Today, I will be covering Roth Conversions. Many people will weigh the differences between a traditional IRA account and a Roth IRA at some point in their working lives. While they each have their benefits and drawbacks, many are drawn to Roth IRAs because of the tax benefits accountholders enjoy during retirement and the ability to avoid required minimum distributions after 72.
The good news is that if someone has been saving up for retirement in a traditional IRA account, they are not stuck with this structure forever. With a Roth conversion, those with a traditional IRA can transfer their funds into a Roth IRA account, though they will be subject to additional taxation. Even still, many find that the pros largely make up for the cons when it comes to a Roth conversion, which is why many continue to utilize this strategy.
An important aspect to point out is that before December 31, 2017, Roth conversions could be turned back into traditional IRAs; however, that is no longer permitted. Therefore, account holders should make the proper considerations ahead of time, as it cannot be reversed once it’s completed.
Roth Conversion Defined
Let’s start off by defining what a Roth conversion is. As the name might suggest, this occurs when someone transfers their retirement assets from a traditional, simplified employee pension (SEP), SIMPLE IRA, or 401(k) into a Roth IRA.
The specific tax implications of this transfer and the scenarios when one would want to consider a Roth conversion can be more complex, so we will discuss each of these aspects at greater length below.
How a Roth Conversion Works
Now with a better understanding of what a Roth conversion is, we can discuss how exactly it works. There are a few different ways that a Roth conversion can be completed: a direct rollover, a trustee-to-trustee transfer, and a 60-day rollover. Let’s take a deeper look at each of these.
Direct rollovers can be made from a defined-contribution plan like a 401(k) or 403(b). Mainly this occurs when a worker leaves their job or had a previous account with a former employer that they had left open.
Under this method, the previous plan’s administrator will send the money to your new account or will provide you with a check written out to the new account which you will then deposit for yourself.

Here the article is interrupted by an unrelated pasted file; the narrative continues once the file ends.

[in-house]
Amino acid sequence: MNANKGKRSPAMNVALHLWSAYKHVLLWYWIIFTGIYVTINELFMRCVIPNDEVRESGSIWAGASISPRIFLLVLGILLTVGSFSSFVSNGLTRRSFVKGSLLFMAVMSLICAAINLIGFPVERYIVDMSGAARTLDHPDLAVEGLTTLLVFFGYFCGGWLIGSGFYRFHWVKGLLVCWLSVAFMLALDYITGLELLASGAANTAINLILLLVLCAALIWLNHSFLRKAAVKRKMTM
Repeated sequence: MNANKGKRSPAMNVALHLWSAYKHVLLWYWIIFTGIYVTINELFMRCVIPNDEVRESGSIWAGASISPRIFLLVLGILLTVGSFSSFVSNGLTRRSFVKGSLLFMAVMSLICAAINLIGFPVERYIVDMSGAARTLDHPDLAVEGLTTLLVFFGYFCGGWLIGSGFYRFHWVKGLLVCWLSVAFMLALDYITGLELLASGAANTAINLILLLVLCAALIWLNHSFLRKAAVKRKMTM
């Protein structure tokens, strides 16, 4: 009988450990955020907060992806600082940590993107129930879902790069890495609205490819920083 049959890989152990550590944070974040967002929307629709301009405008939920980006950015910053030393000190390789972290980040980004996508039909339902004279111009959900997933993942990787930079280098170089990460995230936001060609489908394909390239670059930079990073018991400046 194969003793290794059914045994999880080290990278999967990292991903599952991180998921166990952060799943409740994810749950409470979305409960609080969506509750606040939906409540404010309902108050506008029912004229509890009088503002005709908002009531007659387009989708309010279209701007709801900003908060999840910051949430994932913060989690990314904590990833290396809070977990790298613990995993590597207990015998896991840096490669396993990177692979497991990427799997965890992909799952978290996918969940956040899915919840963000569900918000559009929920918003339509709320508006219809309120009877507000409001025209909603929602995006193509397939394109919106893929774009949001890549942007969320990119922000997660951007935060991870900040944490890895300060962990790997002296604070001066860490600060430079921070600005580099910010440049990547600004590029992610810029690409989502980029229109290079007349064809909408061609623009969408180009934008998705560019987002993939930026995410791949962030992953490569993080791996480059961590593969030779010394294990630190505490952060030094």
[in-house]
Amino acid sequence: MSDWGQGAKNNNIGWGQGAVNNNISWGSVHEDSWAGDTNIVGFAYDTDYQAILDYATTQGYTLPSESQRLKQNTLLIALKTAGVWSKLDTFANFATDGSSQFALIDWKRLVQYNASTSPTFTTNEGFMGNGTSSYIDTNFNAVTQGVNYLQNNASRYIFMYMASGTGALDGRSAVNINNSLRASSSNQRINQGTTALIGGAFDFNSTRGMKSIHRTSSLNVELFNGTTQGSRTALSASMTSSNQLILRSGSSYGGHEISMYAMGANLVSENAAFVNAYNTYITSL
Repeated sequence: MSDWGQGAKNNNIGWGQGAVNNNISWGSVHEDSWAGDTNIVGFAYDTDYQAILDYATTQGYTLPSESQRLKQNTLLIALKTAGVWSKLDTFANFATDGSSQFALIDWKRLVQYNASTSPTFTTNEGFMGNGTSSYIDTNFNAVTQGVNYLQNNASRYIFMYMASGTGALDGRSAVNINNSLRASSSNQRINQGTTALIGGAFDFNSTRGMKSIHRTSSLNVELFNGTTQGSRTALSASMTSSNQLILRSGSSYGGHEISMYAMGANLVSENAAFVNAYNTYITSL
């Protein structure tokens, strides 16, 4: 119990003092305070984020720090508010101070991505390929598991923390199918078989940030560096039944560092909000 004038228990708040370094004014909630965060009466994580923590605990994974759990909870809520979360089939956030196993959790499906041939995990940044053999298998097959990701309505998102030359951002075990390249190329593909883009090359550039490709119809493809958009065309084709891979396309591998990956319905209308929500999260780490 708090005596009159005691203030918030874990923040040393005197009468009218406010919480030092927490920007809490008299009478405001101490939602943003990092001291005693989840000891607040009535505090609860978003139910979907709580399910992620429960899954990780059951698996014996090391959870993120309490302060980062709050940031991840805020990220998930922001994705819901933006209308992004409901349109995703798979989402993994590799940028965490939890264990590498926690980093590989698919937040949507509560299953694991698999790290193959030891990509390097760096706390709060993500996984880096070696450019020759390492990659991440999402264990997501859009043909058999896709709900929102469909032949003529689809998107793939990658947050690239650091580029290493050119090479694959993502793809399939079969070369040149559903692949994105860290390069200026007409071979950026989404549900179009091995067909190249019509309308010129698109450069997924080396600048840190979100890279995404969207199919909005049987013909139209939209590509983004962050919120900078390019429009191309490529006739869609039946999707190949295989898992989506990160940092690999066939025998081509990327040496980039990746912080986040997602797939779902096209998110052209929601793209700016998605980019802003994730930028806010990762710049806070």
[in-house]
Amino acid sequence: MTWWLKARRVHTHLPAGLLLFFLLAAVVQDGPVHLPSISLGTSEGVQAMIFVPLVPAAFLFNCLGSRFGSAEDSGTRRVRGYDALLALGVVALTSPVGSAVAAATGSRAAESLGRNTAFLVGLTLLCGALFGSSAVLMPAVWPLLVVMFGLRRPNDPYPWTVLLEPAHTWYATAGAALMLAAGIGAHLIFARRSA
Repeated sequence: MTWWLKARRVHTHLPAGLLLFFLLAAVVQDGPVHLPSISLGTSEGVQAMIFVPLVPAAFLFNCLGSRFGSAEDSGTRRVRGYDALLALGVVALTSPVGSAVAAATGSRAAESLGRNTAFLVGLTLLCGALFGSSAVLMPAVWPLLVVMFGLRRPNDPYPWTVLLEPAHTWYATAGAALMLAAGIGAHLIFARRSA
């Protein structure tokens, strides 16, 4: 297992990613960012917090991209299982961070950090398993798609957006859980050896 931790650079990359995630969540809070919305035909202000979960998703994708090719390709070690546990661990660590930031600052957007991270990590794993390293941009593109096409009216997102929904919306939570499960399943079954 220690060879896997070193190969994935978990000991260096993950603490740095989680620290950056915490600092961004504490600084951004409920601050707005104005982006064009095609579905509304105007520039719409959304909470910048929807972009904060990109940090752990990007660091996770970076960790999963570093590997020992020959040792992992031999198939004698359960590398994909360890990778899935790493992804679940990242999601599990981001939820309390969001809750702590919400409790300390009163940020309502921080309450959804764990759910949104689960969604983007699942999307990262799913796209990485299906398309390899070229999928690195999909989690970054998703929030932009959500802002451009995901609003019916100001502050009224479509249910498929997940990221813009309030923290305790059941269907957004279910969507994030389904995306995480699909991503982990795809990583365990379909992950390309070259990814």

Another method is to use a trustee-to-trustee transfer. In this case, the assets from the traditional fund will be directly transferred to the institution where your Roth account is.
In some cases, it may end up being a different account within the same institution, in which case you may see it referred to as a same-trustee transfer. Many will utilize this option or the direct rollover because the transfer can be completed by the institutions and not rely on the accountholder to make the proper deposits at the right time.
The last method for a Roth conversion that we’ll discuss here is the 60-day rollover. When done in this manner, the funds from the traditional account are provided to you, then you can deposit all or a portion of it to a new Roth IRA account within 60 days.
This may sound appealing; however, it is seen as the riskier of the three options for Roth conversions. This is because if you don’t deposit the funds within the timeframe of 60 days, you could be subject to paying income tax on that amount, and could face an additional 10% penalty tax on early distributions if you are not yet 59 ½ years old. Additionally, unlike the other two methods, a 60-day rollover may be subject to a 10% tax withholding.
What to Consider Before Making a Roth Conversion
A Roth conversion doesn’t always make sense for account holders of a traditional IRA or 401(k). So, let’s take a look at some of the considerations that one needs to make before they make a Roth conversion that cannot be undone.
Higher Future Tax Bracket